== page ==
Here are four films I’ve already seen that are coming to the San Francisco Jewish Film Festival.
Already screened at San Francisco International Film Festival. Most coming of age movies are essentially optimistic. You know that the protagonist will come out alright. But in Indignation, you slowly begin to realize that, in the early 1950s, Marcus Messner (Logan Lerman) just might not find happiness. He has no good options, only bad ones. And he lacks the maturity to find the lesser evil. The son of a New Jersey kosher butcher, he does well academically but not socially in a Christian college in Ohio. And if he leaves college, the draft and the Korean War await. Based on a novel by Phillip Roth.
- Rafael, Friday, August 5, 6:30. The film will also open a regular engagement in San Francisco the same day.
B+ The Last Laugh
Ferne Pearlstein’s documentary asks an interesting and difficult question: Can we joke about the Holocaust? Quick answer: Yes, if you’re Jewish, and if the joke is very funny. The professional comics interviewed include Sarah Silverman, Carl Reiner, his son Rob Reiner, David Steinberg, and Mel Brooks–the creator of The Producers has a lot to say on the subject. Auschwitz survivor Renee Firestone, not a professional but with a healthy sense of humor, deservedly gets more screen time than anyone else. Intriguing and funny while bringing up questions of remembrance, respect, and censorship.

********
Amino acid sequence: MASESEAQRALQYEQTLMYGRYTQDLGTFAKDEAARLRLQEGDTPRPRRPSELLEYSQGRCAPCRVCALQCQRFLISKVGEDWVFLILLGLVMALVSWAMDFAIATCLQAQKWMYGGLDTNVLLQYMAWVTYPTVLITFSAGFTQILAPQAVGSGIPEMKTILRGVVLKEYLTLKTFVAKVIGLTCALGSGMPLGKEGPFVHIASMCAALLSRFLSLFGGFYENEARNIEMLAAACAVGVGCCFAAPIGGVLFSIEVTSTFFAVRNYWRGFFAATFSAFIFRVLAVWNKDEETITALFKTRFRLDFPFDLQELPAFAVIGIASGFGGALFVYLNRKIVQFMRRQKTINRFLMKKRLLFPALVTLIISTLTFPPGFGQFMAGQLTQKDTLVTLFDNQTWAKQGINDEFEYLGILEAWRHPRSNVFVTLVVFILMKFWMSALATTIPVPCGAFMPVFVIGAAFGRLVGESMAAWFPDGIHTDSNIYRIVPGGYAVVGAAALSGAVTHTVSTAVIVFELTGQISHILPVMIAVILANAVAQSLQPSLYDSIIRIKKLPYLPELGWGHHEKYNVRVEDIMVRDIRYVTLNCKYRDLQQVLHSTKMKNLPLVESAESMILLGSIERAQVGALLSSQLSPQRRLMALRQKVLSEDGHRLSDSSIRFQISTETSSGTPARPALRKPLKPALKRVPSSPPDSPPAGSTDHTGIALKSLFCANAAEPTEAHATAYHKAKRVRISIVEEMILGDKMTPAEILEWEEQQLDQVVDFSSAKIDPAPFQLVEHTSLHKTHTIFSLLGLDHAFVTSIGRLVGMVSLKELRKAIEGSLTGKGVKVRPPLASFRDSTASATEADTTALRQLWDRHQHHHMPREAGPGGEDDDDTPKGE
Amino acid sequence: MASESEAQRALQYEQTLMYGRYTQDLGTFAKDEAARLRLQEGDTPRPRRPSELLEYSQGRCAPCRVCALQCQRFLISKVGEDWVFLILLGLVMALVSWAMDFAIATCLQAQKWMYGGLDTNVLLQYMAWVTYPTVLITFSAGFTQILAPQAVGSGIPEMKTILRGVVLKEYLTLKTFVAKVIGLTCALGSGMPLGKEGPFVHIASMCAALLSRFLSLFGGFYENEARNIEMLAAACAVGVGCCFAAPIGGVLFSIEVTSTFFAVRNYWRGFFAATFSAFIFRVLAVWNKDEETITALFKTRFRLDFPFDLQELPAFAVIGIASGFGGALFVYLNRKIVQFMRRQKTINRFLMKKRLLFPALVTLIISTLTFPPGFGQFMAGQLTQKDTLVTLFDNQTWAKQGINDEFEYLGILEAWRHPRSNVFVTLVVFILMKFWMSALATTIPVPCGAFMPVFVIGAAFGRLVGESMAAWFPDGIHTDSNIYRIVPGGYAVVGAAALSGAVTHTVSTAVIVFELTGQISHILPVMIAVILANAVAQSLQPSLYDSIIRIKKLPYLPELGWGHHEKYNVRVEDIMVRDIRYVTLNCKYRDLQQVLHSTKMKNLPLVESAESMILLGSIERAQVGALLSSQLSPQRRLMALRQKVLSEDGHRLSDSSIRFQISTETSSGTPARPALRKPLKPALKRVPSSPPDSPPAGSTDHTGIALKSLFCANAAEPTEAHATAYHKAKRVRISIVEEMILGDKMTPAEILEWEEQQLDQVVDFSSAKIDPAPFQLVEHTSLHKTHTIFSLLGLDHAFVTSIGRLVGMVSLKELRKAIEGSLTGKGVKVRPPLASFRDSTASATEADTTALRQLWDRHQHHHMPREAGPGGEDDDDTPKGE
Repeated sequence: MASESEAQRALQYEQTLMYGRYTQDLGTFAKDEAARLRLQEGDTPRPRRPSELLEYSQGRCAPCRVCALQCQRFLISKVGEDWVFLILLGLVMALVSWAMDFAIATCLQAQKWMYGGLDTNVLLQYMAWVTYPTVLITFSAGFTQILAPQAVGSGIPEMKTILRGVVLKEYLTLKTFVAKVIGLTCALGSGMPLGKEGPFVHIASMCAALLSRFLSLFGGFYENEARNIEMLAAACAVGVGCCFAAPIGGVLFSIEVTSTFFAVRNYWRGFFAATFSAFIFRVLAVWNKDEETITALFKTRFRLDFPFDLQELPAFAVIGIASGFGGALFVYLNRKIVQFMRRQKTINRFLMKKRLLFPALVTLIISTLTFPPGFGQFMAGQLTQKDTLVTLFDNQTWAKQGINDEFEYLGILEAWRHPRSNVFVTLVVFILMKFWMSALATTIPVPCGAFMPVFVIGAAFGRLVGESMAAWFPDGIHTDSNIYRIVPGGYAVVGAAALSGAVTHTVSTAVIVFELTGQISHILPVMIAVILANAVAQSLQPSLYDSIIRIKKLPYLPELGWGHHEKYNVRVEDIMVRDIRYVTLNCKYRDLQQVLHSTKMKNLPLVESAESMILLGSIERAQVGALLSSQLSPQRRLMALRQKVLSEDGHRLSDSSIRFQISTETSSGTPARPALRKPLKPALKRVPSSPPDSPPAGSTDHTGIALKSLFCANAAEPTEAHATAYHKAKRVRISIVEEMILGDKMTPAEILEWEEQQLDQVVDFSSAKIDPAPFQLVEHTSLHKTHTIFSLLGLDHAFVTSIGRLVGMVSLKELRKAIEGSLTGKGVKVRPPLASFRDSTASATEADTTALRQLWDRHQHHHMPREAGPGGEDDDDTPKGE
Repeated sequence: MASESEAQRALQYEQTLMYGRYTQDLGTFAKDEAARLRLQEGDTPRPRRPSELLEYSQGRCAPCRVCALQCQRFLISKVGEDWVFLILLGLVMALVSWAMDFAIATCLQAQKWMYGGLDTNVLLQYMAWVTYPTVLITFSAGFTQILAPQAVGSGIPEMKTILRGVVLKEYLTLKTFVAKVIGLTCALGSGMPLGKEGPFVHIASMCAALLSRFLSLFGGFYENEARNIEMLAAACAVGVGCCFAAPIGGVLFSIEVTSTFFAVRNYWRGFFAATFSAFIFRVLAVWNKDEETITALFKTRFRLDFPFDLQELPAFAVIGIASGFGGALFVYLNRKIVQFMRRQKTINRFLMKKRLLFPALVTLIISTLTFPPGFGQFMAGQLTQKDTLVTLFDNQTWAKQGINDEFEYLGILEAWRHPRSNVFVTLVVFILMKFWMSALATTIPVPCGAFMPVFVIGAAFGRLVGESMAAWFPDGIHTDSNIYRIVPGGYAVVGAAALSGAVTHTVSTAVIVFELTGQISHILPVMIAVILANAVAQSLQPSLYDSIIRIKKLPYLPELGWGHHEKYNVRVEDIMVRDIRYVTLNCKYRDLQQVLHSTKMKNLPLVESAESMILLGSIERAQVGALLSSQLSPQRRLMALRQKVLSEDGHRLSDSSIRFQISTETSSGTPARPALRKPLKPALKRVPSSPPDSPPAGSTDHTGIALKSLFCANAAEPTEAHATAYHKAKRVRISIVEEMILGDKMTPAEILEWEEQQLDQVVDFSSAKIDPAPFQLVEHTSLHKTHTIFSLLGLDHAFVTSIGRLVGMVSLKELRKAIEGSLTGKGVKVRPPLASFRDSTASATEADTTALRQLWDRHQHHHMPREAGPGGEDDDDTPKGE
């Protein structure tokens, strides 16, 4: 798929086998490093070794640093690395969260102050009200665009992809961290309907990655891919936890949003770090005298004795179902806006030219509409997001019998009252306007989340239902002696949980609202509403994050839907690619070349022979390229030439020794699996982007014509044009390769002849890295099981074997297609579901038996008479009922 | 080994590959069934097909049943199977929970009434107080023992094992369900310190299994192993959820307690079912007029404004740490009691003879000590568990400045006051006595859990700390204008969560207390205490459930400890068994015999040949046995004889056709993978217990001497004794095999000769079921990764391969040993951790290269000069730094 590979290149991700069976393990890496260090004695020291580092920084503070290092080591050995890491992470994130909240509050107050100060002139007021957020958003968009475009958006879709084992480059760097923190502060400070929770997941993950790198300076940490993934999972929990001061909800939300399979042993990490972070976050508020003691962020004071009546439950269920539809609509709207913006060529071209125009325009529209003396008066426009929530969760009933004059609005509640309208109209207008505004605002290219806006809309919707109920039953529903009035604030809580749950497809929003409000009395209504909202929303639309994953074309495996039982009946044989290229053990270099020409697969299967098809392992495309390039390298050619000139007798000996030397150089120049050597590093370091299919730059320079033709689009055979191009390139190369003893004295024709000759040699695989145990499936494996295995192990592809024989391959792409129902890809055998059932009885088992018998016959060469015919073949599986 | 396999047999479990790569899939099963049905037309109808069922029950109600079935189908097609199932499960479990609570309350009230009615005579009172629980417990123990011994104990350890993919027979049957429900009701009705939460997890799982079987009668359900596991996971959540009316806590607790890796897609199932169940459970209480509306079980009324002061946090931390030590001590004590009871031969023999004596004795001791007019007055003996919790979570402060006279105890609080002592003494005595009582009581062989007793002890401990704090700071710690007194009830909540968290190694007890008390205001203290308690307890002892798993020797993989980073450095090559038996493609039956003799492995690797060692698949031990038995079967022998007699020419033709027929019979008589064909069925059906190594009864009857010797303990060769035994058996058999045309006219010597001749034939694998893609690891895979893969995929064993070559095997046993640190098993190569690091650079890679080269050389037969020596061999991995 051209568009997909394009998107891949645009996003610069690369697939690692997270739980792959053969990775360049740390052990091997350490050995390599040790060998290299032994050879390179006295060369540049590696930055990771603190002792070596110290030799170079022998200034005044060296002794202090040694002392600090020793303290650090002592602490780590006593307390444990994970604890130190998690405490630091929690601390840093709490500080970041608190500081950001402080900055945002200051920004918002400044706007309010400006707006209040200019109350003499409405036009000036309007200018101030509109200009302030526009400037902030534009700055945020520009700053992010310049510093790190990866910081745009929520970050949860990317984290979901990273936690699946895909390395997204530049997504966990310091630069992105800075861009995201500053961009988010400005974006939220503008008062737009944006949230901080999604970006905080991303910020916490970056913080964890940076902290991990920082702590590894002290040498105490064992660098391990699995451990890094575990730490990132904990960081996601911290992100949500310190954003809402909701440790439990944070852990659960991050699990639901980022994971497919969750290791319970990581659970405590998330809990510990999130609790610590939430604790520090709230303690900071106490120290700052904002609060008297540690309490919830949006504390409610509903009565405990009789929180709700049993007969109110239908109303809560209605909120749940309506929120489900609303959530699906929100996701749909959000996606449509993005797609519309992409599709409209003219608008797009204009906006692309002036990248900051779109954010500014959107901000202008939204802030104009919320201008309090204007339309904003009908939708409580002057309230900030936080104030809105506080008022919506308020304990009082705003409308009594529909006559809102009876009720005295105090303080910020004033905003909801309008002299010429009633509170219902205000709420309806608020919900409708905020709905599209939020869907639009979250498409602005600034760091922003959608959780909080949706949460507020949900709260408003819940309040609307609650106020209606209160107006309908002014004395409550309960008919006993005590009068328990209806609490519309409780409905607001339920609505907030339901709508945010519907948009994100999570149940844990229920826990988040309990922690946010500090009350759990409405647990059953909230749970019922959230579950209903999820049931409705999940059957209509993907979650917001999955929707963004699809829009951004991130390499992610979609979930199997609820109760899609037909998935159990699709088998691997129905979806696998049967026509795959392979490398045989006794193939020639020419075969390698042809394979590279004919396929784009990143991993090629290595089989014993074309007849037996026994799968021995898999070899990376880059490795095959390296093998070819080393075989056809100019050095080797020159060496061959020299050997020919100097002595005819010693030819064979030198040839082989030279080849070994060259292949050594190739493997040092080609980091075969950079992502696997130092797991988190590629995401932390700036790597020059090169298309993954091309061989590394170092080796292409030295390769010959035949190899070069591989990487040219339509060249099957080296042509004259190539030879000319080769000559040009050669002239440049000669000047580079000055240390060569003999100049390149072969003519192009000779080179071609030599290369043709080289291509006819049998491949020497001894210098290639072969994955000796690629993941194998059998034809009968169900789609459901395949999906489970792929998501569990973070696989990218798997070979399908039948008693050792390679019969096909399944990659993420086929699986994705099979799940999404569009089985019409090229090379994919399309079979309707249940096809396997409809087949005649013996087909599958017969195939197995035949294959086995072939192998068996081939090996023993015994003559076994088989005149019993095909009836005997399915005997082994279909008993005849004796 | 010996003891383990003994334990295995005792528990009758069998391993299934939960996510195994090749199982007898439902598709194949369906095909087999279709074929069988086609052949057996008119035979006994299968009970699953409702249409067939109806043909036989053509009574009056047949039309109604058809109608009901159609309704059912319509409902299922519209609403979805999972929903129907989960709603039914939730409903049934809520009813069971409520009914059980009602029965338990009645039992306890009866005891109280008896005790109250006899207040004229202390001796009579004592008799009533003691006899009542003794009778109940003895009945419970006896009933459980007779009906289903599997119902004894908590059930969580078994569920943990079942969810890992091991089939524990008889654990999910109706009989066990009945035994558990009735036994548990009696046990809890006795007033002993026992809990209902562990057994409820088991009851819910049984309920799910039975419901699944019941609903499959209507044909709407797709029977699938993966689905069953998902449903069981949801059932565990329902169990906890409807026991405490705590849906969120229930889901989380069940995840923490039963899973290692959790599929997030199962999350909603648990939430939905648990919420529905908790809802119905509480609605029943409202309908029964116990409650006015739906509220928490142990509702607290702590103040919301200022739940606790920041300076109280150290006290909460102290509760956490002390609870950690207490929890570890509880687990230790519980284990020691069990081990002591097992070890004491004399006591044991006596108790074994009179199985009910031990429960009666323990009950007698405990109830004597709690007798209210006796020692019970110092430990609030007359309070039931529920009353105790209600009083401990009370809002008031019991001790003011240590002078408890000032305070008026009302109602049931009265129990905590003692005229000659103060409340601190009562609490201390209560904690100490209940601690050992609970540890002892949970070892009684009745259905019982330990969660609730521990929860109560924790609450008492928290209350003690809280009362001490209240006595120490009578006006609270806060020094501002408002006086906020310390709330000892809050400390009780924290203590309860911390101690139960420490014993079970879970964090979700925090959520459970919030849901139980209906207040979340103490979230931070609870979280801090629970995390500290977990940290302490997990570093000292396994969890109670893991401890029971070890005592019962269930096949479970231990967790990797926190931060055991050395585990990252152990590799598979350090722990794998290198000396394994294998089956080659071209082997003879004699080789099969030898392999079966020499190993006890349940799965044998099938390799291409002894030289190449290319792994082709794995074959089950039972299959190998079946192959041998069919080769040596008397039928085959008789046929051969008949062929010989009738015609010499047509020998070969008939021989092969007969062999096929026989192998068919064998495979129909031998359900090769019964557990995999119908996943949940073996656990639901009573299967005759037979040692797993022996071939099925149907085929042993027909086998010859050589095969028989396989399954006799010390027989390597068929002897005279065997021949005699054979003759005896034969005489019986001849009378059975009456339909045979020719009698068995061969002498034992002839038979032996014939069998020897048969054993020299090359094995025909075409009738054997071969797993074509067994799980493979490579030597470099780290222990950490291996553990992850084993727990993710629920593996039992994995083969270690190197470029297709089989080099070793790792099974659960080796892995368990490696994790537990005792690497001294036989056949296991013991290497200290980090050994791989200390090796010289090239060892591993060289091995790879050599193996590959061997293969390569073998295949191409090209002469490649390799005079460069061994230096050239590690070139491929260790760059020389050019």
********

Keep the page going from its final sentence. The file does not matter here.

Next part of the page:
The film has no connection to F. W. Murnau’s silent masterpiece, The Last Laugh.
B The Freedom to Marry
Already screened at Frameline. This documentary follows the struggle for marriage equality in both the courts and public opinion. As one would expect considering the outcome that we all know, it’s upbeat and inspiring. The problem is that it sticks almost exclusively to the last weeks before the Supreme Court decision. The years of struggle that preceded the big Washington moment are walked over quickly and without depth.
What makes this film Jewish? Some of the most important leaders in the movement, and thus the heroes of the story, are Jewish.
C+ The Tenth Man
Ariel, an accountant living in New York, returns to his Buenos Aires home to help his Orthodox father’s Jewish charity. But his father (who is only a voice on the phone) keeps sending him on strange errands and wild-goose chases. Meanwhile a beautiful redhead–an beautiful and very religious redhead–seems to be spending a lot of time with Ariel. That potentially funny plot never really gets off the ground in this badly-paced, occasionally funny comedy.
- Castro, Thursday, July 21, 6:30 (opening night)
- CineArts Palo Alto, Sunday, July 24, 4:55
- Roda, Tuesday, August 2, 6:30
- Rafael, Sunday, August 7, 6:25
I’ll be previewing more of these movies in the near future.